The initial impact can cause bruising and swelling, while the forces that shake and stretch the brain can damage neurons, triggering chemical and metabolic cascades and tissue damage over days or weeks. This can disturb the brain’s delicate circuitry and generate symptoms like fatigue, headaches, slowed thinking and difficulty concentrating, noise and light sensitivity, dizziness, insomnia, anxiety and depression.

Until relatively recently, though, less severe brain injuries — particularly concussion, the most common traumatic brain injury — were dismissed as minor mishaps that resolved quickly and without complication. Mounting evidence now shows they can have serious consequences and require careful management, especially for the significant minority of patients who don’t recover within the “typical” few weeks.

For those who sustain multiple brain injuries, the stakes are raised: researchers at the Universities of Oxford and Exeter recently found people who suffered three or more concussions had much poorer cognitive function which got successively worse with each one after that.

Still, it’s unclear how many people in Australia are sustaining brain injuries as a result of domestic violence, a gendered issue experienced by more women, and more severely, than men. Partly it’s because concussions — of which there are an estimated 170,000 every year — are not systematically tracked. And most of the research focuses on sports-related concussion, even though it makes up just 20 per cent of mild TBI, with the majority a result of falls, motor vehicle and bike accidents, and assaults.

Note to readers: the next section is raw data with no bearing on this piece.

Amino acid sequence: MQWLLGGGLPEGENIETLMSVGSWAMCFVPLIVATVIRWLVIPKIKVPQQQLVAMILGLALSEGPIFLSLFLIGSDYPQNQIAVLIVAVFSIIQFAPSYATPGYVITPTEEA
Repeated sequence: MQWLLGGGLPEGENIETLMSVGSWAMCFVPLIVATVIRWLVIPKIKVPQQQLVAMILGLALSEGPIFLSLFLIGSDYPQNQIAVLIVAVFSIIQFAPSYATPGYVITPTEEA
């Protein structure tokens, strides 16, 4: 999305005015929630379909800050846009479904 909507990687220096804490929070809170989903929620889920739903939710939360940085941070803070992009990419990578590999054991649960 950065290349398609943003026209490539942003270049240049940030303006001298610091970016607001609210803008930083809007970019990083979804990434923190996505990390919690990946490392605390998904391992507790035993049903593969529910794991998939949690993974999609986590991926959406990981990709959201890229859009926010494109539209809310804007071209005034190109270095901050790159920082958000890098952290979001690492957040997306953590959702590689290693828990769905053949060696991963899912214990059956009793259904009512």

Small clues, though, point to a potentially massive problem: A 2021 report on domestic violence-related hospitalisation over nine years found head injuries were the most common injury leading to a hospital stay, with intimate partners responsible for the majority of admissions and women much more likely to be injured than men. And a 2017 case analysis of women and girls hospitalised for assault found 69 per cent were attacked in their home, with the majority of injuries to the head and neck area.

But not everyone goes to hospital, or even to a GP, for diagnosis. “We really don’t know the extent of brain injury as a result of domestic violence in Australia — it’s one of the key things we should be trying to find out,” says Sarah Hellewell, a senior research fellow in neurotrauma at the Perron Institute and Curtin University. “We don’t know how often it’s happening or even what kinds of injuries people are getting.”

We don’t know, for instance, how often hypoxic or anoxic brain injuries from strangulation happen at the same time as TBI, Dr Hellewell says: “But I think we can expect that they happen quite frequently when victims are being choked and hitting their head against something as well.” We also don’t know what victims’ recoveries look like, she says, “particularly whether they’re having ongoing injuries in the context of fear and stress, and how that can influence the pathology and recovery”.

These questions become more urgent in light of several studies showing that women are more susceptible to concussion and take longer to recover than men, for reasons scientists are still trying to understand.